It is now the kind of street where you double-check at stop lights to be sure your doors are locked. It's the kind of hopeless urban street where junkies and drunks stumble along. It's the kind of street that makes you wonder why anyone would live in this city who wasn't forced to by circumstances beyond their control. I can imagine a visitor seeking a site for a new factory taking one look at this street and deciding to go elsewhere. Yes, I know, a harsh judgement... and there are still pleasant residential neighborhoods in Kingston... but the city is rotting away in its core.
To get to the reunion I had to drive down Broadway almost to the high school... totally depressing... and then find my way to the country club where the party was being held.... park my car... walk up to the building where a registration table was set up on a covered patio area... there were people on the porch, eating, drinking, chatting.. and more inside... and they were all adults... and, uh, not young adults either...
There were no teenagers here. I went to school with teenagers! Where have they all gone?
Someone did recognize me as I entered the main room -- a cry of "Green shoes!" -- a reference to the St.Patrick's Day when my girlfriend and I came to school wearing shoes we had painted bright kelly green. (Oh, okay, so these days kids come to school with hair that color everyday, but this was in my junior year, March of 1960) -- But other than that there was not much instant recognition -- more of a curious look and a squinting look at nametag -- *sigh* -- at all of our reunions name tags have been copies of our yearbook picture and entry -- I think for the next one they had better copy them in a larger size or print the names larger so aging eyes can find them easier to read -- Constant question "Hi! Who did you used to be?" *grin*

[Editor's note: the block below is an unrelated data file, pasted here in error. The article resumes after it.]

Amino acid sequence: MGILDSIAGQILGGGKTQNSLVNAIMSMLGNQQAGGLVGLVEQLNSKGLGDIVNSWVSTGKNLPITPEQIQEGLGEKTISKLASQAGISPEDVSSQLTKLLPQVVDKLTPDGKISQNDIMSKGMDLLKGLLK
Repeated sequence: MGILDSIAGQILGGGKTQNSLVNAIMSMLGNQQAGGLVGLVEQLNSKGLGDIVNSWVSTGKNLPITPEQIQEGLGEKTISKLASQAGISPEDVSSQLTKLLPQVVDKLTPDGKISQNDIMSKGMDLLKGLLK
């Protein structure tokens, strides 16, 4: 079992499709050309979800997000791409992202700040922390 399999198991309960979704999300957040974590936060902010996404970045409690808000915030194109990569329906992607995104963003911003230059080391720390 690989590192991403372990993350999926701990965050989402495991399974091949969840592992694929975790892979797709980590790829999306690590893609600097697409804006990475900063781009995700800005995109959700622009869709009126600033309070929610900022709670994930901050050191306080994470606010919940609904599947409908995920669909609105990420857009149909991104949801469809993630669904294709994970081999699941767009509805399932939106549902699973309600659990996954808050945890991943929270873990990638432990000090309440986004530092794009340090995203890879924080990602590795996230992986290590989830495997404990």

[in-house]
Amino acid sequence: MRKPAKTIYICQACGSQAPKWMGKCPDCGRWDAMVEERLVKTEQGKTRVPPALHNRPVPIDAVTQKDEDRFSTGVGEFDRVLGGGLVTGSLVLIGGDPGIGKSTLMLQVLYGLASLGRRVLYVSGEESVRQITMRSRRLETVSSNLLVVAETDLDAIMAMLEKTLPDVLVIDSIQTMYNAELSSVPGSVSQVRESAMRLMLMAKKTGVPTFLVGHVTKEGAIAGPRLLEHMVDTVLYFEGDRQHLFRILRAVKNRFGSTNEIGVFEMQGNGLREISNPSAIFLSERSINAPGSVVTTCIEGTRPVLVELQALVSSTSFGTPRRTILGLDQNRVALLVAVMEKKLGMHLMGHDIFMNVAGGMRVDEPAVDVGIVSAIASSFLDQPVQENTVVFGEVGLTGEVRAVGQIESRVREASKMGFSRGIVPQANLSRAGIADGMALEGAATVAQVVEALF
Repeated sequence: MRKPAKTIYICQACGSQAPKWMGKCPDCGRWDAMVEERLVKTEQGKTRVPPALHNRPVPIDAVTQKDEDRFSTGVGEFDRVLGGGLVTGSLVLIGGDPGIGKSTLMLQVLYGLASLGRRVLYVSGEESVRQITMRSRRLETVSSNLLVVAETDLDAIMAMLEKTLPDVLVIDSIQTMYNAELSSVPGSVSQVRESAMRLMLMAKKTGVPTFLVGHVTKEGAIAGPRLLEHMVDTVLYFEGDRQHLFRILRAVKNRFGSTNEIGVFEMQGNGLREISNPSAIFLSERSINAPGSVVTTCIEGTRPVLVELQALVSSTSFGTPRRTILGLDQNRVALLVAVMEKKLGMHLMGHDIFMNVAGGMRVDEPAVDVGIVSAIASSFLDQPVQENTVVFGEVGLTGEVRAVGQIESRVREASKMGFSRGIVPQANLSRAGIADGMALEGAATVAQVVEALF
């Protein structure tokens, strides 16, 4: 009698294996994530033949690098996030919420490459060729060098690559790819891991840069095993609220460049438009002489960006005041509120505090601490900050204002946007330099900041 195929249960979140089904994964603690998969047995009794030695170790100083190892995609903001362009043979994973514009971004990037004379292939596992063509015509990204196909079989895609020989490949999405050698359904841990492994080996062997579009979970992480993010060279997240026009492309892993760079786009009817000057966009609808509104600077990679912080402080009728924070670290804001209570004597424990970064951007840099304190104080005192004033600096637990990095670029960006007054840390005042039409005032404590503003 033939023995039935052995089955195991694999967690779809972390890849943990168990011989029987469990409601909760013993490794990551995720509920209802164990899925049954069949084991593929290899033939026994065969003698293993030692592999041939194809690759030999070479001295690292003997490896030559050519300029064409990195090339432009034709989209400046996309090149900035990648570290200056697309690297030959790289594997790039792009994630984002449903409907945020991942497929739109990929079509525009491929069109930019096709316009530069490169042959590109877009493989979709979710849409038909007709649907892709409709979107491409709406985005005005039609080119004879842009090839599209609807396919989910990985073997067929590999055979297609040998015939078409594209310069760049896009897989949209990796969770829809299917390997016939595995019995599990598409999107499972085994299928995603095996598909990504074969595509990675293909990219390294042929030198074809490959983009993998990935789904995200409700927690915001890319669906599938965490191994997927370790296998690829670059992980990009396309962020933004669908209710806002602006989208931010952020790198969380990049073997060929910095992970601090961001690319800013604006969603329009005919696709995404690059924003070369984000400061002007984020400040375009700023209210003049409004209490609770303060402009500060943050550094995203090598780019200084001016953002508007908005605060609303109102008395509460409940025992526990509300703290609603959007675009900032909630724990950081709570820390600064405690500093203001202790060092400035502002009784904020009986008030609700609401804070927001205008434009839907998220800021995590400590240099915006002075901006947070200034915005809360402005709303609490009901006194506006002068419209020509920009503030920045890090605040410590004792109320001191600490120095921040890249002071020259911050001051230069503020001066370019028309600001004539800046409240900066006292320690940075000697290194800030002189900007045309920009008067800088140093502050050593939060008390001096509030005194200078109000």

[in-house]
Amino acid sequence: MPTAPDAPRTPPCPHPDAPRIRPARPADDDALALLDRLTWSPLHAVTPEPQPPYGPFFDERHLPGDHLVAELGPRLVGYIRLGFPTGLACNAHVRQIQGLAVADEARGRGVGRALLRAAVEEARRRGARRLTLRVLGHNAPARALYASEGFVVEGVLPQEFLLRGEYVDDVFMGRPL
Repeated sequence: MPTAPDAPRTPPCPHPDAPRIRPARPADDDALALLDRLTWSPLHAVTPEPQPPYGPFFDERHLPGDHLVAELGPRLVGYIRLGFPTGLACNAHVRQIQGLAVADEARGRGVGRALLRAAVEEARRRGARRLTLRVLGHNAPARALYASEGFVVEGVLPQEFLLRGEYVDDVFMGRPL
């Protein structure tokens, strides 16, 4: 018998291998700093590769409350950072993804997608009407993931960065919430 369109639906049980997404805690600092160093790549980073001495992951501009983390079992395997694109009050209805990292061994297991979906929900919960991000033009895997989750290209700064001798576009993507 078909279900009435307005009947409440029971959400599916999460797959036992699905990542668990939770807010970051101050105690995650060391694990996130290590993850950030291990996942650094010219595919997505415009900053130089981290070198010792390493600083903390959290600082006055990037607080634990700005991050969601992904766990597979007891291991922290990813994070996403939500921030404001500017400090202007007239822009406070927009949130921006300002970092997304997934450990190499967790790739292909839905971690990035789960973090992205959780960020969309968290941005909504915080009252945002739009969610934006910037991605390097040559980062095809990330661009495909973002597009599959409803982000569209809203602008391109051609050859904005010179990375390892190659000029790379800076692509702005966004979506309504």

Well, after you talk with someone for a while you can sometimes begin to see the teenager that they once were... and memories surfaced and were shared and I think people had a good time. I must admit that I enjoyed our Saturday activity even more. We had a tour of the high school conducted by one of our classmates who is now a science teacher there. We wandered down the corridors...Yeah, this was "Tex" Mason's biology room... Remember when he would drop water balloons on kids who had lunch break making noise outside his window while he was trying to hold class? and Hey, this was Smitty's room and all of the high school newspaper staff would remember their days writing for Dame Rumor, the school newspaper... Hey, this was where we had Mr. Sayvetz for Chemistry... and discovering that the school added a new wing in the back and then connected to our old junior high building and incorporated that building into the high school complex.
KHS is on a hill, looking down on Broadway...
the school lawn extends down the hill but
is chopped short by a stone wall... in days
of old (and I assume today) hundreds of teenagers
might be sitting on this wall (or standing,
talking with kids sitting on the wall) before
school and during lunch periods. Here's a
picture of four (former) teenagers sitting
on the wall.
Well, in just five years we can all get together again... and in 2011 we'll be due for our 50th! Half a century! I hope it will have a good turnout so we can have a drink and share some memories...